Journal of the Royal Statistical Society C, Applied Statistics vol:55 issue:part 4 pages:449-460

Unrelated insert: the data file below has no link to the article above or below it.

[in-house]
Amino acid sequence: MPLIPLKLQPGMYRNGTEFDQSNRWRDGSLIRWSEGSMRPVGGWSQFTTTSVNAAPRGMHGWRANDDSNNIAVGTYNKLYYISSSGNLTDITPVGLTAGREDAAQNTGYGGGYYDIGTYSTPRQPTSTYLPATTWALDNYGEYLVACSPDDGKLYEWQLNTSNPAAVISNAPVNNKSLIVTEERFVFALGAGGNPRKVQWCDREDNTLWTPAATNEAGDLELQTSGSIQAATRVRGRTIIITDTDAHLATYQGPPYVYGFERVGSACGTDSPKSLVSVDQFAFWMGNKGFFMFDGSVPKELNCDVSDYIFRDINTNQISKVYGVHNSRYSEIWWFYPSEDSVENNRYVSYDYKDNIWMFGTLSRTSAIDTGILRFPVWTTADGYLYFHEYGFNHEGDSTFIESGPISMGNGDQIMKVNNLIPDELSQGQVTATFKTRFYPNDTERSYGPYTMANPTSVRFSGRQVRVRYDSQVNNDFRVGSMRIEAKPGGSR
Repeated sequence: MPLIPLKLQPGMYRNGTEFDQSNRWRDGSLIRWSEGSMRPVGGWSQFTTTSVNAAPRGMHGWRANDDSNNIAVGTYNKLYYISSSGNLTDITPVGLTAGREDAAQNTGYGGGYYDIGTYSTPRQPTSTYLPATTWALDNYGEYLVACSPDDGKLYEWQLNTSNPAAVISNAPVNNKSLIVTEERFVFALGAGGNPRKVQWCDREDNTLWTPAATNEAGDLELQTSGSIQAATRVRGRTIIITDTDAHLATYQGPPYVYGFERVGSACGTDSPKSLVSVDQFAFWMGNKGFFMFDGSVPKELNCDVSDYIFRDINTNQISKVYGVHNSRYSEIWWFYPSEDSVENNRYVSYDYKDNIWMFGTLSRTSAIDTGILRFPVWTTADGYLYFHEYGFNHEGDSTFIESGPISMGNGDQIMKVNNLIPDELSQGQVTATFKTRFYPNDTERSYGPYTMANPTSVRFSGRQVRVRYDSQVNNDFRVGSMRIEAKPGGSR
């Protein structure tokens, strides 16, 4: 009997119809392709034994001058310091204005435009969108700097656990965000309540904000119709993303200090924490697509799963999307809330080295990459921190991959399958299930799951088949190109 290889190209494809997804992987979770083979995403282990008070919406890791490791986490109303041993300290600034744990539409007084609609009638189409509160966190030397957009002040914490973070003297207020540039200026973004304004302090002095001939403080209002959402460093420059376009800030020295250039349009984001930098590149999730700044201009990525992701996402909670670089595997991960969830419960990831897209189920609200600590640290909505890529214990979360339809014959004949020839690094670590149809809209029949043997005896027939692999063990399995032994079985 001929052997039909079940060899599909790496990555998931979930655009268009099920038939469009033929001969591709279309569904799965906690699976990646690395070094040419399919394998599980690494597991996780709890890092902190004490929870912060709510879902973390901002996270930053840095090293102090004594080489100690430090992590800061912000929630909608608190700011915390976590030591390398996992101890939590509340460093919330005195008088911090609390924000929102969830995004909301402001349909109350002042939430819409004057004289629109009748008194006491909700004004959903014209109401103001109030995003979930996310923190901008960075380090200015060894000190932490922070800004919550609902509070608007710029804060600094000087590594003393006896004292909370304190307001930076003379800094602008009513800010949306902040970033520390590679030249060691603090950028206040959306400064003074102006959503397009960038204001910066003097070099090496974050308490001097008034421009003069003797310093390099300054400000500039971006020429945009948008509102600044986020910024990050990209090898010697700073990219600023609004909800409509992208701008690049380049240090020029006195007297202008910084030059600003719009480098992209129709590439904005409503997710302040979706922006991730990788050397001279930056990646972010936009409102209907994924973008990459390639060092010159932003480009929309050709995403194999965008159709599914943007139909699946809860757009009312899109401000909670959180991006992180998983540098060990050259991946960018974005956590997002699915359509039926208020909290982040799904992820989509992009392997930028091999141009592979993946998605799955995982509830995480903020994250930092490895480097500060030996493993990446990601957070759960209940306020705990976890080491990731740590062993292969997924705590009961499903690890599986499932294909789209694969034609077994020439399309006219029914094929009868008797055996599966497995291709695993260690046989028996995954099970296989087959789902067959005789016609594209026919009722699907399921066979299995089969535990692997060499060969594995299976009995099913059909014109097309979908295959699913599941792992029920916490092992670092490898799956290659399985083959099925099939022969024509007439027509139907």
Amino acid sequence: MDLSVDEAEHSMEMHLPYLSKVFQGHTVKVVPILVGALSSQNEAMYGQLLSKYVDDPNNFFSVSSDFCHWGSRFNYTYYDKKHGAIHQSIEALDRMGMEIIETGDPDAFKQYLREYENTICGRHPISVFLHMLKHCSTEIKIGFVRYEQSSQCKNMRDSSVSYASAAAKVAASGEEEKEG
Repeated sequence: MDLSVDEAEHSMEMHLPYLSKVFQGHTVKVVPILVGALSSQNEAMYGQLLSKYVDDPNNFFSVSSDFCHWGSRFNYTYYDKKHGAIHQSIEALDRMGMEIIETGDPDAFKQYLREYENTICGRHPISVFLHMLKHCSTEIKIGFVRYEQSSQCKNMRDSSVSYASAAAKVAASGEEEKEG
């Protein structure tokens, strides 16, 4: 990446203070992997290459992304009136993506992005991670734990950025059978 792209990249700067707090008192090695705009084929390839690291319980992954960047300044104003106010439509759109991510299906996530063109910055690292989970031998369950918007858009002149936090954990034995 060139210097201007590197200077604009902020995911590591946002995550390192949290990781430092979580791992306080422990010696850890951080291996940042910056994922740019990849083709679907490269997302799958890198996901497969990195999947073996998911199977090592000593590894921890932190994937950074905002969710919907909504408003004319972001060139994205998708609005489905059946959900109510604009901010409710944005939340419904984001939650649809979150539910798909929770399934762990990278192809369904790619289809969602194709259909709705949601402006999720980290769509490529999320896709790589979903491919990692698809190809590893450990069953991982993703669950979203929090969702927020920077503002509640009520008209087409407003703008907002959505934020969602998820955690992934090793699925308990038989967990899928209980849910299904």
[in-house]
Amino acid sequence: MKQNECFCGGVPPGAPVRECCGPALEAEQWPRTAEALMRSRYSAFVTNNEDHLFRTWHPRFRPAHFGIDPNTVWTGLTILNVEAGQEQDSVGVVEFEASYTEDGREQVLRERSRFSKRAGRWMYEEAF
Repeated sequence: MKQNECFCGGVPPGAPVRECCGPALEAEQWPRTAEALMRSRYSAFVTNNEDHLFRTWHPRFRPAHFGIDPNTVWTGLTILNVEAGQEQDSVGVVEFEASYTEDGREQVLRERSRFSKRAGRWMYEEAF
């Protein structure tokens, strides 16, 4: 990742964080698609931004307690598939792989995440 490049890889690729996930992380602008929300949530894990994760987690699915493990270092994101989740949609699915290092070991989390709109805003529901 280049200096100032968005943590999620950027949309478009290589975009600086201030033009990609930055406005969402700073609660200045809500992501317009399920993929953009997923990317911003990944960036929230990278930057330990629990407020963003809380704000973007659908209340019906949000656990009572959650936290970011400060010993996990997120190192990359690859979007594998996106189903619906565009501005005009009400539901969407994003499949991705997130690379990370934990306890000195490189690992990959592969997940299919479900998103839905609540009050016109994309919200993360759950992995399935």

Questionnaires that are used to measure the effect of an intervention often consist of different sets of items, each set possibly measuring another concept. Mixed models with set-specific random effects are a flexible tool to model the different sets of items jointly. However, computational problems typically arise as the number of sets increases. This is especially true when the random-effects distribution cannot be integrated out analytically, as with mixed models for binary data. A pairwise modelling strategy, in which all possible bivariate mixed models are fitted and where inference follows from pseudolikelihood theory, has been proposed as a solution. This approach has been applied to assess the effect of physical activity on psychocognitive functioning, the latter measured by a battery of questionnaires.